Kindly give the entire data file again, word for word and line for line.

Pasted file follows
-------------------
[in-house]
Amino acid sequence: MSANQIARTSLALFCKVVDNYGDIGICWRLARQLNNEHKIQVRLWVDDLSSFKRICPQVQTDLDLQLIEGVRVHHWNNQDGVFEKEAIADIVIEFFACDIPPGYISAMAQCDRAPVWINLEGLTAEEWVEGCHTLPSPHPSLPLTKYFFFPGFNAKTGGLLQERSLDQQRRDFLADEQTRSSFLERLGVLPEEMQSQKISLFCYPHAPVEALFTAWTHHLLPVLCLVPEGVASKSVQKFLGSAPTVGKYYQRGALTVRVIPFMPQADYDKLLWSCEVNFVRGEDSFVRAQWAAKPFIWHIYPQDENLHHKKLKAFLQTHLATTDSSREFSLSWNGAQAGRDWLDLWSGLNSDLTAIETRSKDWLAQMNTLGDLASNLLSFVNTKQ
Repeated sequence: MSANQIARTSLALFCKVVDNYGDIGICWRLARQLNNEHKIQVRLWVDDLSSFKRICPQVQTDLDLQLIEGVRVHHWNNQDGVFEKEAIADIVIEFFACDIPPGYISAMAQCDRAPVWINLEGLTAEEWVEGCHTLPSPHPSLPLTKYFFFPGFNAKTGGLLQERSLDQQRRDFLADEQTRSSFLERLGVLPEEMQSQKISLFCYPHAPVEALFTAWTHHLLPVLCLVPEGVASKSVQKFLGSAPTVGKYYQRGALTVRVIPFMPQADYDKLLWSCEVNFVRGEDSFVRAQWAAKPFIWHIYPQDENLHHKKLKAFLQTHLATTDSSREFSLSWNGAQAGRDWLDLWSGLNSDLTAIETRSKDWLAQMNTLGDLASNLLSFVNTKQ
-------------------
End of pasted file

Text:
[in-house]
Amino acid sequence: MSANQIARTSLALFCKVVDNYGDIGICWRLARQLNNEHKIQVRLWVDDLSSFKRICPQVQTDLDLQLIEGVRVHHWNNQDGVFEKEAIADIVIEFFACDIPPGYISAMAQCDRAPVWINLEGLTAEEWVEGCHTLPSPHPSLPLTKYFFFPGFNAKTGGLLQERSLDQQRRDFLADEQTRSSFLERLGVLPEEMQSQKISLFCYPHAPVEALFTAWTHHLLPVLCLVPEGVASKSVQKFLGSAPTVGKYYQRGALTVRVIPFMPQADYDKLLWSCEVNFVRGEDSFVRAQWAAKPFIWHIYPQDENLHHKKLKAFLQTHLATTDSSREFSLSWNGAQAGRDWLDLWSGLNSDLTAIETRSKDWLAQMNTLGDLASNLLSFVNTKQ
Repeated sequence: MSANQIARTSLALFCKVVDNYGDIGICWRLARQLNNEHKIQVRLWVDDLSSFKRICPQVQTDLDLQLIEGVRVHHWNNQDGVFEKEAIADIVIEFFACDIPPGYISAMAQCDRAPVWINLEGLTAEEWVEGCHTLPSPHPSLPLTKYFFFPGFNAKTGGLLQERSLDQQRRDFLADEQTRSSFLERLGVLPEEMQSQKISLFCYPHAPVEALFTAWTHHLLPVLCLVPEGVASKSVQKFLGSAPTVGKYYQRGALTVRVIPFMPQADYDKLLWSCEVNFVRGEDSFVRAQWAAKPFIWHIYPQDENLHHKKLKAFLQTHLATTDSSREFSLSWNGAQAGRDWLDLWSGLNSDLTAIETRSKDWLAQMNTLGDLASNLLSFVNTKQ